Is it always true that loss function follows the decreasing trend over the no of epochs choosen ? Because in the lecture, it decreases to 16 and then again jumped back to a higher value 23?
The value returned by loss function might oscillate around local/global minima. Sometimes this means that it might grow back, only to decrease back after some epochs (perhaps because the network found a better minima).
You’re confusing the trend and the loss function plot. Overall, the result of loss function decreases, even if it spikes for a while.
The loss function might grow back though if the network starts to overfit. What’s usually of interest for the person training the network is it’s behavior when applied to unseen data (test set) and that’s what’s usually plotted in graphs. But the network is trained for a different data (train set). If the network becomes overly good with training data, then the loss function (applied to test set) grows up (simply: the network memorizes that 2+2=4, but forgets the idea about what addition is, so 2+3 gives wrong results).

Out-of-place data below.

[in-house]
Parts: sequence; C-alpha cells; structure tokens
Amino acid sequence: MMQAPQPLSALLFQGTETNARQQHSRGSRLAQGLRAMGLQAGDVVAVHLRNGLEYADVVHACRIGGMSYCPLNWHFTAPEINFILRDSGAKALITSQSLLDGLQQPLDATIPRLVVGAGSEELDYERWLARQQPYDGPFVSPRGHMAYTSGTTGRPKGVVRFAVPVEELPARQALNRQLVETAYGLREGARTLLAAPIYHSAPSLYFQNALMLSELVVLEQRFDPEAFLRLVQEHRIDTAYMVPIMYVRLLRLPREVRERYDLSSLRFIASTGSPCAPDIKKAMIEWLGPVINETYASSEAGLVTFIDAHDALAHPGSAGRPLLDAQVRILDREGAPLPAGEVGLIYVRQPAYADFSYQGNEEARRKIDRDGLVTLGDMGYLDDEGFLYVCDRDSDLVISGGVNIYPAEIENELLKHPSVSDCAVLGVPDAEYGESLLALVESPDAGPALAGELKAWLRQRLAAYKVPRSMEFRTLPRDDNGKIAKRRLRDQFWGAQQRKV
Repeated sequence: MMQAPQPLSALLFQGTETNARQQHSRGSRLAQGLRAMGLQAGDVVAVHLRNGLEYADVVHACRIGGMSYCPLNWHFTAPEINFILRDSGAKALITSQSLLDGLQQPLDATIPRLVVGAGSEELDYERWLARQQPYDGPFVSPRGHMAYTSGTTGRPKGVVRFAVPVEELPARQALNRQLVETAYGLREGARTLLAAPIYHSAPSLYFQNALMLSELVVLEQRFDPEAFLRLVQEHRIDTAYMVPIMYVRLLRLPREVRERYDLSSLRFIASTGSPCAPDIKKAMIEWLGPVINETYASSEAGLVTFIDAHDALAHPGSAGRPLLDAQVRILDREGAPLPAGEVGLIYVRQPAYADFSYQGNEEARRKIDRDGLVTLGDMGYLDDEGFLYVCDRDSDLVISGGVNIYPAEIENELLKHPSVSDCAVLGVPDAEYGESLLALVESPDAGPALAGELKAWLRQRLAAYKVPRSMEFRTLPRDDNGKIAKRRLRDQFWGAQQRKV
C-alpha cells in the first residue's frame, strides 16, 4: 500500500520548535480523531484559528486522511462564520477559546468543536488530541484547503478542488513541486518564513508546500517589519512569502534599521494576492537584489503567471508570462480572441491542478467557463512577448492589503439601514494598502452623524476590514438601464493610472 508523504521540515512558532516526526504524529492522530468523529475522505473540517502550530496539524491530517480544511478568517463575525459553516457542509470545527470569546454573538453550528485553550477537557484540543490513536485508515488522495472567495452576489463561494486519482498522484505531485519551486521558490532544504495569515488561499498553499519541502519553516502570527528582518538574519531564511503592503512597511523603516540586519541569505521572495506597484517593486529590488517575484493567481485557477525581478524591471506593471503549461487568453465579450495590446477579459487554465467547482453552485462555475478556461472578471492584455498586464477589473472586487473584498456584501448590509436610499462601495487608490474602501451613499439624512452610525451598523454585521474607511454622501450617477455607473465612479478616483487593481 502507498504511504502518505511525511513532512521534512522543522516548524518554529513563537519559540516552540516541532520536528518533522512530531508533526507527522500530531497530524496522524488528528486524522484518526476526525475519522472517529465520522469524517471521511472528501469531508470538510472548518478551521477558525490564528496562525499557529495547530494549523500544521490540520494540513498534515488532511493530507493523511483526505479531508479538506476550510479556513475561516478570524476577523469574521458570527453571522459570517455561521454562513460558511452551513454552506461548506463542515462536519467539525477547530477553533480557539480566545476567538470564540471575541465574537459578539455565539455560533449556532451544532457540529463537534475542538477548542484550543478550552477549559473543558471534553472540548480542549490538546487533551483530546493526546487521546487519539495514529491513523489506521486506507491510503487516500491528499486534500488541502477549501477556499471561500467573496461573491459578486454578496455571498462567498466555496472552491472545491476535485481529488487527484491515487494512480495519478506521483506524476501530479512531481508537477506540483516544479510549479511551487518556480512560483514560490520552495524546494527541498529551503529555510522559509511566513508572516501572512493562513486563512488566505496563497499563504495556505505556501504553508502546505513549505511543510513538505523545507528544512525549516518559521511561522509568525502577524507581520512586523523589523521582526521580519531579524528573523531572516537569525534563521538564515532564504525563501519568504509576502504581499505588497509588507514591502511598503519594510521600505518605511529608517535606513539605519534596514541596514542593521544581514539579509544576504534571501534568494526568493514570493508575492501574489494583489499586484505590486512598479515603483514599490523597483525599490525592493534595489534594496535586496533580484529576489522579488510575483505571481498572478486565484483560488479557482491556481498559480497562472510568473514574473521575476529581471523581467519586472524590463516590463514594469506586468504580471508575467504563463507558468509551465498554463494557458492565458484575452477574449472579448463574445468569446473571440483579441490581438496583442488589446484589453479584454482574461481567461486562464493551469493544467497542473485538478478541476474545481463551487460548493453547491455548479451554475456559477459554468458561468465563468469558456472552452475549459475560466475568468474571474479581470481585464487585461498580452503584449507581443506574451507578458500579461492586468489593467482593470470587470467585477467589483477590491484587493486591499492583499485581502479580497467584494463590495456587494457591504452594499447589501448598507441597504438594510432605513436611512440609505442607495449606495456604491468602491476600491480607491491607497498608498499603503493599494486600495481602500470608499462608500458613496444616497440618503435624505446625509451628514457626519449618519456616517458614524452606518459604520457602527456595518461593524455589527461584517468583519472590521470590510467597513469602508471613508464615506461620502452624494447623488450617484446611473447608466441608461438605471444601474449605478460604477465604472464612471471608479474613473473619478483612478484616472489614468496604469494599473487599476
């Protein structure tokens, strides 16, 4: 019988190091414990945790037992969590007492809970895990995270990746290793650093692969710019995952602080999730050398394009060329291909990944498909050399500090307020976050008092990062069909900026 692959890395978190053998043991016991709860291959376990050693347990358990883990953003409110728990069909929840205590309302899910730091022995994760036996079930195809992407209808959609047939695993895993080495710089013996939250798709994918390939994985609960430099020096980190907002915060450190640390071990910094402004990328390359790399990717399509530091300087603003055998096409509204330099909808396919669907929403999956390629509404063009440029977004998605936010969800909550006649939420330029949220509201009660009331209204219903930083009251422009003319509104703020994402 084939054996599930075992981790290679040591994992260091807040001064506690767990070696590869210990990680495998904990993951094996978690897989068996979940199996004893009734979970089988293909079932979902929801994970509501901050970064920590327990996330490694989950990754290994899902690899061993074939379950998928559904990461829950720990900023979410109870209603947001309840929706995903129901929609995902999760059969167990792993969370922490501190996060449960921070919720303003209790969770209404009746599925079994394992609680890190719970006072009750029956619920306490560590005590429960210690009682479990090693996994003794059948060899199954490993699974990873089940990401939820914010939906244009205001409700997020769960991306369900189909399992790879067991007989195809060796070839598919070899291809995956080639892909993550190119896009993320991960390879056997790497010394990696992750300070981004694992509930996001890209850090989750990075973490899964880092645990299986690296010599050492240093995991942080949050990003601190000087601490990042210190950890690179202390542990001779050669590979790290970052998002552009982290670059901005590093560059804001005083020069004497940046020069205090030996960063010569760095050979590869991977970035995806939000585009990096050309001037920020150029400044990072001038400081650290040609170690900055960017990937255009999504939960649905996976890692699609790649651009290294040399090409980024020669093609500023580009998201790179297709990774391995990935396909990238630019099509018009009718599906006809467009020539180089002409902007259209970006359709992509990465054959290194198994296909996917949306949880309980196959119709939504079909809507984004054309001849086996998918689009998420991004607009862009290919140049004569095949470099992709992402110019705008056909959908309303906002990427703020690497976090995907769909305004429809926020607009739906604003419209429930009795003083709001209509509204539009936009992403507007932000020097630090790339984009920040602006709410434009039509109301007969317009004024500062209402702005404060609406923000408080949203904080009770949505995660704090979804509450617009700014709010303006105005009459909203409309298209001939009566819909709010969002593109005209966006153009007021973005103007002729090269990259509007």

Probably what’s happening is the learning rate is not set small enough. In this case, the loss will bounce around the minimum but never converge.
There’s a tradeoff when setting learning rate between a) training speed and b) predictive accuracy. Some optimizers try to update the learning rate during training so you can have the best of both worlds.
Glad to see your valuable and prompt reply.
Thanks for your prompt response to my question.